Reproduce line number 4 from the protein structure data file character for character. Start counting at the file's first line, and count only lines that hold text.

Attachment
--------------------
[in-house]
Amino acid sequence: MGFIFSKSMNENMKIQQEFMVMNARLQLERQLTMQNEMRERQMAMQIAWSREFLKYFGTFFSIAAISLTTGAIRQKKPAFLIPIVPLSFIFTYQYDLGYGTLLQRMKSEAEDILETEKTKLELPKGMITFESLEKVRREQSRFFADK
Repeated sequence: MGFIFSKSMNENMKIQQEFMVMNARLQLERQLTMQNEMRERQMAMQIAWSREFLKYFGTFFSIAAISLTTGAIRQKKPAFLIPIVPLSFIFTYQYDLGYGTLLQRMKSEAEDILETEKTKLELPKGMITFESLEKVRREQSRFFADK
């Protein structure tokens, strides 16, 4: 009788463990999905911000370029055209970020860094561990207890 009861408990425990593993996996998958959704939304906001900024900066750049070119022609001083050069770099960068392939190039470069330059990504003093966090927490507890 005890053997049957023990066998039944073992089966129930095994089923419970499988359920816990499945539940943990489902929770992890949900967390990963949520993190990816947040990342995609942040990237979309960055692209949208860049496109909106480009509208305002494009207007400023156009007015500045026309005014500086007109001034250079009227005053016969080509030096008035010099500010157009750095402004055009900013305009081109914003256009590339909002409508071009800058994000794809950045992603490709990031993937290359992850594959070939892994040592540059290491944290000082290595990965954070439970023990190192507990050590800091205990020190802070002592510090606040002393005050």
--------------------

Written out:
């Protein structure tokens, strides 16, 4: 009788463990999905911000370029055209970020860094561990207890 009861408990425990593993996996998958959704939304906001900024900066750049070119022609001083050069770099960068392939190039470069330059990504003093966090927490507890 005890053997049957023990066998039944073992089966129930095994089923419970499988359920816990499945539940943990489902929770992890949900967390990963949520993190990816947040990342995609942040990237979309960055692209949208860049496109909106480009509208305002494009207007400023156009007015500045026309005014500086007109001034250079009227005053016969080509030096008035010099500010157009750095402004055009900013305009081109914003256009590339909002409508071009800058994000794809950045992603490709990031993937290359992850594959070939892994040592540059290491944290000082290595990965954070439970023990190192507990050590800091205990020190802070002592510090606040002393005050």